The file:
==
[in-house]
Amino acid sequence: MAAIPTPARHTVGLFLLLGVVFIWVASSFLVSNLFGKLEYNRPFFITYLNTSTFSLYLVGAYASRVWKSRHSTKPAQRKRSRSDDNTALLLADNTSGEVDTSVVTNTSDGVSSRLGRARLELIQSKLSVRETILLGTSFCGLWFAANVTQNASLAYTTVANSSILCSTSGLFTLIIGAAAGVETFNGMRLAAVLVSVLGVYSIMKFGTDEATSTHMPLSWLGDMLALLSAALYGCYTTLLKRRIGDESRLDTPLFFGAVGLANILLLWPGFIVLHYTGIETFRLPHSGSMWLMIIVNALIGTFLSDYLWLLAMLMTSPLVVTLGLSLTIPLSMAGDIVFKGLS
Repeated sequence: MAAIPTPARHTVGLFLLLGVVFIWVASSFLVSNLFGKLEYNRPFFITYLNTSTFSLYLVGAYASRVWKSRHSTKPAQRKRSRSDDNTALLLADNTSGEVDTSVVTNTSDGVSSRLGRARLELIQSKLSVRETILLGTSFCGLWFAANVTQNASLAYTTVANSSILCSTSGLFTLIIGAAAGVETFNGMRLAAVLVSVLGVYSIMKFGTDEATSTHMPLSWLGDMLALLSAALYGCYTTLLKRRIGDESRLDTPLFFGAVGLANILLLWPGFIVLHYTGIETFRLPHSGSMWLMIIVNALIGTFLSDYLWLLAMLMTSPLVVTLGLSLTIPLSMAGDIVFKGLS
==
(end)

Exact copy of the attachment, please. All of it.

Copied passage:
[in-house]
Amino acid sequence: MAAIPTPARHTVGLFLLLGVVFIWVASSFLVSNLFGKLEYNRPFFITYLNTSTFSLYLVGAYASRVWKSRHSTKPAQRKRSRSDDNTALLLADNTSGEVDTSVVTNTSDGVSSRLGRARLELIQSKLSVRETILLGTSFCGLWFAANVTQNASLAYTTVANSSILCSTSGLFTLIIGAAAGVETFNGMRLAAVLVSVLGVYSIMKFGTDEATSTHMPLSWLGDMLALLSAALYGCYTTLLKRRIGDESRLDTPLFFGAVGLANILLLWPGFIVLHYTGIETFRLPHSGSMWLMIIVNALIGTFLSDYLWLLAMLMTSPLVVTLGLSLTIPLSMAGDIVFKGLS
Repeated sequence: MAAIPTPARHTVGLFLLLGVVFIWVASSFLVSNLFGKLEYNRPFFITYLNTSTFSLYLVGAYASRVWKSRHSTKPAQRKRSRSDDNTALLLADNTSGEVDTSVVTNTSDGVSSRLGRARLELIQSKLSVRETILLGTSFCGLWFAANVTQNASLAYTTVANSSILCSTSGLFTLIIGAAAGVETFNGMRLAAVLVSVLGVYSIMKFGTDEATSTHMPLSWLGDMLALLSAALYGCYTTLLKRRIGDESRLDTPLFFGAVGLANILLLWPGFIVLHYTGIETFRLPHSGSMWLMIIVNALIGTFLSDYLWLLAMLMTSPLVVTLGLSLTIPLSMAGDIVFKGLS